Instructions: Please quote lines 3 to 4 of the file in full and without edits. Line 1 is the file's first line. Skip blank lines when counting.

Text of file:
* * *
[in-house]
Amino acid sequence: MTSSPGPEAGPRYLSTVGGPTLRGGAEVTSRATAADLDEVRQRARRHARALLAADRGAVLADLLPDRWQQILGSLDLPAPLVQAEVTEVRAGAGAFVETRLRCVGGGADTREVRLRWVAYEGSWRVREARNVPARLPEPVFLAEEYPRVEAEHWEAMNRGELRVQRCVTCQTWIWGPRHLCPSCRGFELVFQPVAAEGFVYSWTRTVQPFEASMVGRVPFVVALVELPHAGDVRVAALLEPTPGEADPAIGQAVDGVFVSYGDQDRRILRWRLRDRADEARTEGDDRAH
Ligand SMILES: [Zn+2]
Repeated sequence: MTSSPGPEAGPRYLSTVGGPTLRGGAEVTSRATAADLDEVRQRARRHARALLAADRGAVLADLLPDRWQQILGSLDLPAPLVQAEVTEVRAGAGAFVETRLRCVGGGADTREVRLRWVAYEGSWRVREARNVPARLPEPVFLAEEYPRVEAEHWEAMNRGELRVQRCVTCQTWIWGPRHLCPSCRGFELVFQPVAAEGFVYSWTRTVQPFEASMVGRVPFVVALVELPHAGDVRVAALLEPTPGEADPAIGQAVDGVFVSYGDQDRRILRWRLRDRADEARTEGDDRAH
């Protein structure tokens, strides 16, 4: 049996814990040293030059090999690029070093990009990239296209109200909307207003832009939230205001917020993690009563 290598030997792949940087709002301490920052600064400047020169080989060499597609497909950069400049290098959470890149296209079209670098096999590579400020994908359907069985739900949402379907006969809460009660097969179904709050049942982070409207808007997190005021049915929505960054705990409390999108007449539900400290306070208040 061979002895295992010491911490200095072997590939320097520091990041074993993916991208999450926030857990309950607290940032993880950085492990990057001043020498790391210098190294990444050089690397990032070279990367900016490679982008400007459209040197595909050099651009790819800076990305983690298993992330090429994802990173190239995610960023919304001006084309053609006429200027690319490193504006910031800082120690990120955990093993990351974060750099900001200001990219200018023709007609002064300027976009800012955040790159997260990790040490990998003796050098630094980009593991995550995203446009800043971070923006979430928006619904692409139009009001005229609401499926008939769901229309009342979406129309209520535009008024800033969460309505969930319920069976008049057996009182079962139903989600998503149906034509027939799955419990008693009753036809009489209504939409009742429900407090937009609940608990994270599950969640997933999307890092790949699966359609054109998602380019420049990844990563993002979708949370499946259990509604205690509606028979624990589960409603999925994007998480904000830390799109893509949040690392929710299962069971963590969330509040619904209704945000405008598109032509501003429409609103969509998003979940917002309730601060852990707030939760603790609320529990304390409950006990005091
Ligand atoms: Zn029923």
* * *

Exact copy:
Ligand SMILES: [Zn+2]
Repeated sequence: MTSSPGPEAGPRYLSTVGGPTLRGGAEVTSRATAADLDEVRQRARRHARALLAADRGAVLADLLPDRWQQILGSLDLPAPLVQAEVTEVRAGAGAFVETRLRCVGGGADTREVRLRWVAYEGSWRVREARNVPARLPEPVFLAEEYPRVEAEHWEAMNRGELRVQRCVTCQTWIWGPRHLCPSCRGFELVFQPVAAEGFVYSWTRTVQPFEASMVGRVPFVVALVELPHAGDVRVAALLEPTPGEADPAIGQAVDGVFVSYGDQDRRILRWRLRDRADEARTEGDDRAH